ubiquitous, with prescribers acknowledging that they would often prescribe mid-ward round or on busy clinical stations. For skillbased errors, prescribers described increased assertive behaviour in response to distractions. Some prescribers reported refusing to complete discharges or re-write discharge prescriptions mid wardround as reported earlier. Additionally, several prescribers reported changing locations where distractions could not be mitigated. R5: “I've changed computers or I'll use this room more [a quiet doctor's office] and I'll read through them again, even read through the TTO aloud when I'm doing the TTOs.” [Lapse]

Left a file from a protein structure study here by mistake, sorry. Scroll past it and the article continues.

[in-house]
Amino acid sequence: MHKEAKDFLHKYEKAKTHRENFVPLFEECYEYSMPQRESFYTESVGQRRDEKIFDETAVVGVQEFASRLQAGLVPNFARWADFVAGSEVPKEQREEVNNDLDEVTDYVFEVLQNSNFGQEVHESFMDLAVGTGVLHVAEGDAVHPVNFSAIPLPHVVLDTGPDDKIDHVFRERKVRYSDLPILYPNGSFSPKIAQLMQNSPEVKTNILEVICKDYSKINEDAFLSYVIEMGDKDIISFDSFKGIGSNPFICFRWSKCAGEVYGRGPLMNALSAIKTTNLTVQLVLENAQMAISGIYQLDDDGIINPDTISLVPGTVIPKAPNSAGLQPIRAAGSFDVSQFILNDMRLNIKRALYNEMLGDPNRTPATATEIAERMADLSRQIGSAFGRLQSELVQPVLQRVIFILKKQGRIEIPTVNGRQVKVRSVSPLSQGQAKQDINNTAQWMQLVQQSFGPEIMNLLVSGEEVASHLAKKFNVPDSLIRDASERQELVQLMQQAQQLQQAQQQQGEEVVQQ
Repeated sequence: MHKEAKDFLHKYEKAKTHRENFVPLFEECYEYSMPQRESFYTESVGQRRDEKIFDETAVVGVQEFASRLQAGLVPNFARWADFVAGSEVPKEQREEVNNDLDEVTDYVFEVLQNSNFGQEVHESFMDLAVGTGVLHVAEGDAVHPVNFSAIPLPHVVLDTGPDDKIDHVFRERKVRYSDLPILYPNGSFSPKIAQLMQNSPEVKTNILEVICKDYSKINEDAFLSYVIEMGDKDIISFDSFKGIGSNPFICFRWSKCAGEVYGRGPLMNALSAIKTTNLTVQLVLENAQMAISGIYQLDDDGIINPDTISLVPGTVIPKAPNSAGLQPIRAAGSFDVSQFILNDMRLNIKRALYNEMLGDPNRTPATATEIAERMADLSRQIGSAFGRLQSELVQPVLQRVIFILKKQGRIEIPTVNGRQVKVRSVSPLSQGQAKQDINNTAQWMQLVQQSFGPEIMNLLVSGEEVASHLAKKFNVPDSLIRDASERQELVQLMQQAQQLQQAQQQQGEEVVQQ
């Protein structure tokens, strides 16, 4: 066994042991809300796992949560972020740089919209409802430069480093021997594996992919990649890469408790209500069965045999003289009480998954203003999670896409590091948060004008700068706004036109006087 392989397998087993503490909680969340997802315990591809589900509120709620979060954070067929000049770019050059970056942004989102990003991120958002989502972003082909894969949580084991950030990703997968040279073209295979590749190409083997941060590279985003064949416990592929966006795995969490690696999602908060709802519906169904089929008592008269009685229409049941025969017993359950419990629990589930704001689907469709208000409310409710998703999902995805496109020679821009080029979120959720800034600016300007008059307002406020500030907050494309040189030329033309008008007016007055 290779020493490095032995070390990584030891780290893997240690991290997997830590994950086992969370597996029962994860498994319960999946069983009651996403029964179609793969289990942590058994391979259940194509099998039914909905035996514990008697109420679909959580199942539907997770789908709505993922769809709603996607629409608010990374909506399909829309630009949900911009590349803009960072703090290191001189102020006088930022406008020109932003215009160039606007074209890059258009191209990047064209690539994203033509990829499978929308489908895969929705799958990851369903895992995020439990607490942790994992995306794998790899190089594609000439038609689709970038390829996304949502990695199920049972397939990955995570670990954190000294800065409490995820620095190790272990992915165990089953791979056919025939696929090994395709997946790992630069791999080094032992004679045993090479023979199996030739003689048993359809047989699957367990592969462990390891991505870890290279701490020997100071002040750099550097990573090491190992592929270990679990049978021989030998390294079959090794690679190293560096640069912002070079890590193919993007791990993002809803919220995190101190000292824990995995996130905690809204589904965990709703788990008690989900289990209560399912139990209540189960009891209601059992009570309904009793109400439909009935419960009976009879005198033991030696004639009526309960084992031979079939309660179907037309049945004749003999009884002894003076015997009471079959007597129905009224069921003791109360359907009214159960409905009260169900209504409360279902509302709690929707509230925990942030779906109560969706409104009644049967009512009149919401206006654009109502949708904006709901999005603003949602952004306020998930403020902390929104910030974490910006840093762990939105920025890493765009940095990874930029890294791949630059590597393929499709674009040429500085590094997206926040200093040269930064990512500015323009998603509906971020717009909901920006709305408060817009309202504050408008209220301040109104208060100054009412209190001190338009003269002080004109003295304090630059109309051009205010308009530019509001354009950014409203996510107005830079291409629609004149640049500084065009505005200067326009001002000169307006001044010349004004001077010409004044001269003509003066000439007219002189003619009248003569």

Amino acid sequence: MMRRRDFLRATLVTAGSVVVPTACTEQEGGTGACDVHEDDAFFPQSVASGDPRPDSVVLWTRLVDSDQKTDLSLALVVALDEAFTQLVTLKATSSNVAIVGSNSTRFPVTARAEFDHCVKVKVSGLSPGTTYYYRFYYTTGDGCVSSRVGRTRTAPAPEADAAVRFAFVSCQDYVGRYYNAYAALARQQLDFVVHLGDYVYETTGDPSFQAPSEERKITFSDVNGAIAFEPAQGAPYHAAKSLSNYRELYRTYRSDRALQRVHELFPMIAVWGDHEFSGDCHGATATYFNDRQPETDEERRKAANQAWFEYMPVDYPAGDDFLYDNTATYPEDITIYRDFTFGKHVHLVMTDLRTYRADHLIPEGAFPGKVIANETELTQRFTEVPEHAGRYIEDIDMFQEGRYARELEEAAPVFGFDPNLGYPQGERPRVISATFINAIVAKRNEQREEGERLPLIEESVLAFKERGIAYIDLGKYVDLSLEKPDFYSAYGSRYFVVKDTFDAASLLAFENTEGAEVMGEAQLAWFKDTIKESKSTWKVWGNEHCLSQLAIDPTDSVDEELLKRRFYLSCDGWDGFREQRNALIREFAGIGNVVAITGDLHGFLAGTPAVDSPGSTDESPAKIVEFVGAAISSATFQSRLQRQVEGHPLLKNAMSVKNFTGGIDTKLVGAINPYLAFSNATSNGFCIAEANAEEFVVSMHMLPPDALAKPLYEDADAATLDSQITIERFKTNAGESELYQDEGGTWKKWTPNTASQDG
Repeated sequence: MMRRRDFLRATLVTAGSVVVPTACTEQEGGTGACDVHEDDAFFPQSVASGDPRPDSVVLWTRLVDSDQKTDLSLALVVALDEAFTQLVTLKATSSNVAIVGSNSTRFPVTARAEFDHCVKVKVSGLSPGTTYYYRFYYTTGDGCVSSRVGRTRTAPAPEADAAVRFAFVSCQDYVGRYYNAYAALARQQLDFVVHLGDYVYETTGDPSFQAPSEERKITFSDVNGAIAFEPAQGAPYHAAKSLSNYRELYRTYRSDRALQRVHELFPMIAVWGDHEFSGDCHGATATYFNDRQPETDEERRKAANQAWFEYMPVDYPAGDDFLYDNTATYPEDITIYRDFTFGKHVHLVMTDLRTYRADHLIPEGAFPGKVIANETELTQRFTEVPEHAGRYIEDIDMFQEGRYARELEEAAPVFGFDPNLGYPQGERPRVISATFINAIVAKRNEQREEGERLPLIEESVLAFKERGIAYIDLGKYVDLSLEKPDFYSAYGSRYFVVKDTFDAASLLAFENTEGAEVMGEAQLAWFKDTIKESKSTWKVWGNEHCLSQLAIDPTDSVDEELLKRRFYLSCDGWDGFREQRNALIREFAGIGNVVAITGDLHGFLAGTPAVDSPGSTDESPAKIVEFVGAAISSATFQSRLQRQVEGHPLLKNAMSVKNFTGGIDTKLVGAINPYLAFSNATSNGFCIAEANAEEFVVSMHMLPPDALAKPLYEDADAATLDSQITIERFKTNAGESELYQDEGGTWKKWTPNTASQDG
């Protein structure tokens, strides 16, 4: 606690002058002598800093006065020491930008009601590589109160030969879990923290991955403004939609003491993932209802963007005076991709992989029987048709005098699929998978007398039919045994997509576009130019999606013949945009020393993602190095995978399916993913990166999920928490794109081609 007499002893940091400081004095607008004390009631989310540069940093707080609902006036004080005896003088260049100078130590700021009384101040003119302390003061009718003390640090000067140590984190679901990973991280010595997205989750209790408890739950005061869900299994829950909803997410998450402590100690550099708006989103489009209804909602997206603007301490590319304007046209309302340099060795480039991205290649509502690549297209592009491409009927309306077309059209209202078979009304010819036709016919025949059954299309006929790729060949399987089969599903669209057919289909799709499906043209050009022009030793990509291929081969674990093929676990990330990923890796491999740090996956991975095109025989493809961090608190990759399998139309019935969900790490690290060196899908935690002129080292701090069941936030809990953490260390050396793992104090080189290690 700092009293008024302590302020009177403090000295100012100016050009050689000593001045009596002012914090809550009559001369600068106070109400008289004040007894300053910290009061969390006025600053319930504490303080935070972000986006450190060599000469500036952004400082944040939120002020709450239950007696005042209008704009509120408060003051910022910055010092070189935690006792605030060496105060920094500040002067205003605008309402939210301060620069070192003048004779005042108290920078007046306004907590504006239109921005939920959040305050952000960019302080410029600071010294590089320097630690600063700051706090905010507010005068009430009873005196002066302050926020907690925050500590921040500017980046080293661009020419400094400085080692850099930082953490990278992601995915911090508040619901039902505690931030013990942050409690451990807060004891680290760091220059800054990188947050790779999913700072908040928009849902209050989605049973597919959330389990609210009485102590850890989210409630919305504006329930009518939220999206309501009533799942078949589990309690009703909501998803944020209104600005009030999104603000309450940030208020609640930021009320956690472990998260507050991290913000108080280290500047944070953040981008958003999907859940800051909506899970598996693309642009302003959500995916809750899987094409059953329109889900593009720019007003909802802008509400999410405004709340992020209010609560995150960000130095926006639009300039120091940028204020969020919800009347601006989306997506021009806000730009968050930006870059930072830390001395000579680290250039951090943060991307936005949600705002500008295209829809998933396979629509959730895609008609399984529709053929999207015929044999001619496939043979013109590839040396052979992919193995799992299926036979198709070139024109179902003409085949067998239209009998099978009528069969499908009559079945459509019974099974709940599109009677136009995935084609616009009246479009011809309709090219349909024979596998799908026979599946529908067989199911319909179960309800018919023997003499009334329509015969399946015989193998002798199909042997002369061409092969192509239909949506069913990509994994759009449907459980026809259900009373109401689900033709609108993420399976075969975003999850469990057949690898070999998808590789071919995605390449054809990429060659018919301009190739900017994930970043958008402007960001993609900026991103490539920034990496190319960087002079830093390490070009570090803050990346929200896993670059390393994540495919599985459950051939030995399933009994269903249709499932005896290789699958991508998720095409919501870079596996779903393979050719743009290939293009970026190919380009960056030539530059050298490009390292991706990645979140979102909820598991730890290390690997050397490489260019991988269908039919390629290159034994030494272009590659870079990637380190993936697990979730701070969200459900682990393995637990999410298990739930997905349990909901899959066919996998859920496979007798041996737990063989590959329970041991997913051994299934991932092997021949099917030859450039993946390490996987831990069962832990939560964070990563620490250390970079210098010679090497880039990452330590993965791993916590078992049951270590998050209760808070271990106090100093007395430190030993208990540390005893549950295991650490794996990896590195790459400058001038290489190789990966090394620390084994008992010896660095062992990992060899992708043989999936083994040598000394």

3.4. Likelihood of error recurrence The potential for feedback to reduce error recurrence was reported. 3.4.1. Specific vs generic learning Prescribers reported that they were unlikely to repeat the same mistake twice as they would be looking for that specific issue in future. This was informed by improved knowledge for mistakes, and reflection-in-action for specific errors and situations as reported earlier. R4: “It is certainly something that I will look for and have a glance to see if they are on simvastatin. I'm certainly looking for it now. Yeah I mean I'm more aware now and so will look for it [the interaction] …. But it was drug specific.” [KBM] Despite outlining the importance of seeking appropriate medicines information to reduce mistakes, prescribers acknowledged that any error reduction was likely to be limited to specific situations discussed during feedback, such as dosing in renal failure or pregnancy for example. R7: “I think that this particular case and the tools that I have been given would really just stick with the [prescribing in] pregnancy because I do know that there are renal formularies and stuff but I still don't know how to get hold of them!” [RBM] For skill-based errors, prescribers reported that the learning outcomes are generic and would not be limited to the specific error or medication. By taking more time, prioritising prescriptions and adopting a more systematic approach to their prescribing, all skillbased errors could be reduced. R12: “With these it's not a mistake or a knowledge issue, it's about the skill of prescribing” [Slip] For skill-based errors, there was a sense of futility regarding feedback amongst some prescribers as PEs were always likely to occur unless the system was changed to support prescribing, and eliminate error provoking conditions. R4: “Like the previous error that we discussed last time was more of a knowledge thing so that was why, whereas this one was just a distraction … a work-based or workload one so risk will be reduced but risk will always be there.” [Lapse]